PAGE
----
If it says free-range, then it probably is not

When a large supermarket made a pledge that all their Pork and eggs will be free-range in the future, freerangetarians must have thought that their time had arrived.

Whatever the large supermarket's intentions were, it is now clear that their business model is totally incompatible with producing real free-range animal products. Rather than raising the standard of ethical farming, the demand for free-range products has seen the term "free range" become a meaningless gesture that is as believable as labels like "made from local and imported ingredients" or "product of Australia".
Critics have unjustly condemned food elitists for choosing superior  'free range' products, likening it to an upsell for affluent middle-class wankers, however, given the distain the industry has shown freerangetarians, it is true, that we have been made to look like fools with artificially-orange egg-yolks on our face.

The industry has wiped its hands of all morality, and has upsold 'free-range' to the consumer, passing all moral responsbility to the consumer but without any consumer power. When the same suppliers market both free-range and factory farmed products, then one has to wonder what moral position these suppliers have towards ethical farming. Their choice to supply both labels tell us they believe they can take an ammoral position and let the consumers be responsible for demanding ethical farming methods. Yet, ethical farming cannot come from people who have no ethics, and this has been proven in the delivery. This is now seen with egg and pork suppliers pushing more and more for making the free-range label meaningless. In the end, the suppliers and supermarkets just want to be able to print "free-range" on their plastic packaging and sell you the final product without you knowing more.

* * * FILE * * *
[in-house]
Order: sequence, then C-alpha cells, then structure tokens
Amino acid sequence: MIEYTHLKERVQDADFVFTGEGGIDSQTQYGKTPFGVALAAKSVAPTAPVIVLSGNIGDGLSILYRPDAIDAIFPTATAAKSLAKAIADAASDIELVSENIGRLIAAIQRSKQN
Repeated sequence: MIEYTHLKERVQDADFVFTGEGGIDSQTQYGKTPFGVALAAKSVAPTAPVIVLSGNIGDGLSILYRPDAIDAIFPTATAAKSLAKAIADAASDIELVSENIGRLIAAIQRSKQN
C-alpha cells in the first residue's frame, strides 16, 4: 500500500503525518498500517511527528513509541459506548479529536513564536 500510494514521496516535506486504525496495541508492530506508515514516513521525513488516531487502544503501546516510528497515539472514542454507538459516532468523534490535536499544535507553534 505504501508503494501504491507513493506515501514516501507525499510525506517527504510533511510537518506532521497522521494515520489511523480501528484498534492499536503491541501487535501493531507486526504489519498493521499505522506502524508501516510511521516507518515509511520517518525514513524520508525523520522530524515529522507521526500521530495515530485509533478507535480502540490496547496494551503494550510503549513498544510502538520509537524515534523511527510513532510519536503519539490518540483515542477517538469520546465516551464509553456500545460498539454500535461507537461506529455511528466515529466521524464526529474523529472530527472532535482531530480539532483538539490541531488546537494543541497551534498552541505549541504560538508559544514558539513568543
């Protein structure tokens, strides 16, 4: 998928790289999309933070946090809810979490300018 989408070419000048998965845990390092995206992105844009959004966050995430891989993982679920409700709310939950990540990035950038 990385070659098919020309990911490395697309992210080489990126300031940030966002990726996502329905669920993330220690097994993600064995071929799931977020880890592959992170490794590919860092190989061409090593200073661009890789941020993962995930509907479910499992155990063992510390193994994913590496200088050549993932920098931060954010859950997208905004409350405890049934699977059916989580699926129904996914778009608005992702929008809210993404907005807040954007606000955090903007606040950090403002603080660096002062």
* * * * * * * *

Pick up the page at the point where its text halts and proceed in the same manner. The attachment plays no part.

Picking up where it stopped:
With lawyers being scrambled to protect the brand of Victorias biggest "free range" producers,  you can bet that the farm in question is not the little country animal haven that we have led to believe it is: freerangefraud.com

So what about the free-range chicken in the supermarket? can we really believe that one free-range farm can really supply all Australias free-range chicken demands?

The reality is, that ethical farming requires lots of farms and lots of farmers, and cannot be done on the mass scale that supermarkets have become accustomed to with Pork and chicken. The only animal products that are truly free range in the supermarket are those that do not require such a label - the lamb, the beef and the dairy. These come from thousands of different farms all around Australia, they are not owned by one large multinational food producer, but by individual families. They operate on margins that allow for a reasonable farmer to animal ratio - yet we know the business model of the supermarket is likely to threaten these true free-range products.  And so it must be for chicken meat, eggs and pork, if we are to have truly ethically raised products, then it will need to come from many thousands of farms, or involve the employment of many thousands of farm-hands. Small producers may not be able to pay for accreditation schemes, but they are far less likely to raise animals in awful conditions or try to push the meaning of free-range to have no meaning at all.

So, if you are a true freerangetarian, don't be fooled by the false promise of the supermarkets with their psuedo-free range labelling, start to look around for real local suppliers with no accreditation apart from that which comes from being accountable to consumers and their own ethics.

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